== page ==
Barack Obama
Barack ObamaReuters

Barack Obama listened to his children, listened to the Bible, listened to his wife Michelle, listened to his political advisers-  and joined Vice President Joe Biden in endorsing same-sex "marriage".

Obama and his supporters have taken two mutually contradictory approaches to the president's decision. One approach taken by Obama is to spin the decision as a latter-day "profile in courage". Obama thus claimed he did what was right even as he himself conceded that this could hurt him politically.

The other approach is that Obama's position will carry political rewards. It will fire up his political base and particularly the young, who adopt the coolest attitudes (in both senses of the word) to traditional marriage.

It could also deflect the Republicans into dropping the economic issue, where Obama is the most vulnerable, and taking up the cudgels of the social issue in a manner that will alienate moderates and independents.

Obama, say the political optimists, has not lost contact with the American public that is increasingly moving to support or at least accept such unions as inevitable.

The New Republic, in an editorial, tries to split the difference between the two approaches: "Obama is probably a mild favorite, he really doesn’t have a political incentive to take dramatic risks. And this was a certainly a risk—maybe not an unduly reckless one, but a risk all the same. So give Obama credit for taking a principled stand that wasn’t necessarily in his political interest."

One, however, can offer a different take on the decision that appears to fit this presidential race and the current rivalry between the two parties.

The parties are poles apart on an entire range of issues: Does one reduce deficits by taxation (Democrats) or by budget-cutting (Republicans), a citizenship path for illegal immigrants (Democrats) or a severe crackdown on illegal immigration (Republicans), protect government civil service unions (Democrats) or curb the bargaining power of civil service unions (Republicans) regard global warming as an existential threat requiring drastic action (Democrats), or treating global warming as overhyped or even fraudulent (Republicans).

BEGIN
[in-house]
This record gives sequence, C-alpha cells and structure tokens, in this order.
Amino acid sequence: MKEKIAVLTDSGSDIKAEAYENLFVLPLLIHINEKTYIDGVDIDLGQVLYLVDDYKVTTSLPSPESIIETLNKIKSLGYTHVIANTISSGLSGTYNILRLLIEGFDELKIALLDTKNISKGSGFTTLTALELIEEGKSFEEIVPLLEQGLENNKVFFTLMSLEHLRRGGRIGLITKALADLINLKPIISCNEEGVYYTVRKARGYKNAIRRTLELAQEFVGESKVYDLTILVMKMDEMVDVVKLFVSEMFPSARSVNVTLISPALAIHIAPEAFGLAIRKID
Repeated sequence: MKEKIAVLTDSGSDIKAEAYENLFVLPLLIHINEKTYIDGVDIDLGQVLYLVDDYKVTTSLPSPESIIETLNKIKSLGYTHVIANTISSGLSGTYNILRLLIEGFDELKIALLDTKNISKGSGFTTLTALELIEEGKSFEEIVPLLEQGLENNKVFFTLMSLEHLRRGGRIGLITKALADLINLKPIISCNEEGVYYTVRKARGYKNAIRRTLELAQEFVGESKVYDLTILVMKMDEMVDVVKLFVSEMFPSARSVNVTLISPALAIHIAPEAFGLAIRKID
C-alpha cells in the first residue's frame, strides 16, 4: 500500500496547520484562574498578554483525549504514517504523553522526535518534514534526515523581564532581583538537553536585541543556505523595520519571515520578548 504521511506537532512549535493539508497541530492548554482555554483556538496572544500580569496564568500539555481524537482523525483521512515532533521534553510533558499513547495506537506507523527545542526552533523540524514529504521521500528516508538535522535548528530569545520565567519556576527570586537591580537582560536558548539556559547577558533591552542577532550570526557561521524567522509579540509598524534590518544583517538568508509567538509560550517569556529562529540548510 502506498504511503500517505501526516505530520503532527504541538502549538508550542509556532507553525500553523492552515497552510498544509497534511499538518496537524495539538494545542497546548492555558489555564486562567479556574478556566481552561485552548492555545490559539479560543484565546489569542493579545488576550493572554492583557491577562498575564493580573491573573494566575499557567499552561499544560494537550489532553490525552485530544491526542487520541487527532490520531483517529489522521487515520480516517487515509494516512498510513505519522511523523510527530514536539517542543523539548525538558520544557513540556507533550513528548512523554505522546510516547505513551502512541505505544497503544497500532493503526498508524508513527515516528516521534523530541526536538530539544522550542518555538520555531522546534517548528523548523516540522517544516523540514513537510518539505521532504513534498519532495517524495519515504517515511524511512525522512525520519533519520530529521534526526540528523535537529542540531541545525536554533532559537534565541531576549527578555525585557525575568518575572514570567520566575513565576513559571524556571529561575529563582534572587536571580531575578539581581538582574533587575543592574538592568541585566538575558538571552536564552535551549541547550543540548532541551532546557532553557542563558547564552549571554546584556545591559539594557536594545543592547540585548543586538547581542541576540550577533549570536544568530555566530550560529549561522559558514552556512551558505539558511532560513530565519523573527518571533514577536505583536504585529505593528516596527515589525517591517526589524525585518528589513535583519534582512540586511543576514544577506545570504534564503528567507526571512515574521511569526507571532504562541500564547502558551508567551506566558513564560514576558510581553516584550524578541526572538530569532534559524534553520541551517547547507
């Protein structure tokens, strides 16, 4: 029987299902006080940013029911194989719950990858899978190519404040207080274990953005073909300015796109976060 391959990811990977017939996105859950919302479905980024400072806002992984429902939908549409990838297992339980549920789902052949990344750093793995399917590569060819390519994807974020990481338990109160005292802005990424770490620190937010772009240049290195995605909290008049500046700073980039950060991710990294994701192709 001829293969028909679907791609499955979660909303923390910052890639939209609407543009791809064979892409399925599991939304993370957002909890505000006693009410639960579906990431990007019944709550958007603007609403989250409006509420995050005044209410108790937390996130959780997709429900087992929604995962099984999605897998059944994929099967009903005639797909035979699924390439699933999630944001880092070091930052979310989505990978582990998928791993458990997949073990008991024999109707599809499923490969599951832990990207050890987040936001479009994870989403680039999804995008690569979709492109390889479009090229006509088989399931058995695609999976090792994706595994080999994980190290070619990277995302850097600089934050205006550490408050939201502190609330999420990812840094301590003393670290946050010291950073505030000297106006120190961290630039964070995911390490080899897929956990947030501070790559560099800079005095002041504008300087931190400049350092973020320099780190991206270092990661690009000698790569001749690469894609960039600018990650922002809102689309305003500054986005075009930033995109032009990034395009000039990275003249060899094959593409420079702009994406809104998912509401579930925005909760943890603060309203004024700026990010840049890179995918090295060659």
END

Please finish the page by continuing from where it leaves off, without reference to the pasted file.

Not only are the parties divided on the issues, but each tends to believe that it represents the majority of the American people. As blue Democratic states get bluer and red Republican states get redder, this creates an echo chamber tendency where both parties are convinced that they represent vox populi, the popular will, on each particular issue. Same-sex "marriage" just adds another issue to the divisive list.

In an election campaign, one tries to achieve a proper trade-off between wooing floating voters in the center and mobilizing the base. Given an enthusiasm gap that was working in favor of the Republicans, the Democrats, at least at this stage, have to tilt towards mobilization.

Obama certainly did not gain support of Orthodox Jewish groups - but he probably did not have much to lose there. Young Israel press release said:

The National Council of Young Israel (NCYI) issued the following statement about same gender marriage:

"As members of a community that abides by the precepts of the Torah, we are deeply disappointed that a growing number of prominent American leaders, including President Obama, have expressed support for same gender marriage.  As a national organization dedicated to Torah values and guided by Jewish law, the National Council of Young Israel is diametrically opposed to same gender marriage, which is a concept that is antithetical to the religious principles that we live by. 

"As firm believers that marriage is a sacred bond between a man and a woman, we simply cannot accept a newfound social position that alters the value, definition, and sanctity of marriage as set forth in the Torah, which has guided us for thousands of years."

Agudath Israel of America responded as well:

"In the wake of President Obama’s sharing of his personal feeling that the millennia-old institution of marriage should be redefined in contemporary America, National Jewish Democratic Council chair Marc R. Stanley declared his admiration for the president’s demonstration of “the values of tikkun olam.

A political group is entitled to its opinion, no less than a president is to his.  But to imply that a religious value like “tikkun olam” – and by association, Judaism – is somehow implicated in a position like the one the president articulated, is outrageous, offensive and wrong.

We hereby state, clearly and without qualification, that the Torah forbids homosexual acts, and sanctions only the union of a man and a woman in matrimony.The Orthodox Jewish constituency represented by Agudath Israel of America, as well as countless other Jews who respect the Jewish religious tradition, remain staunch in their opposition to redefining marriage."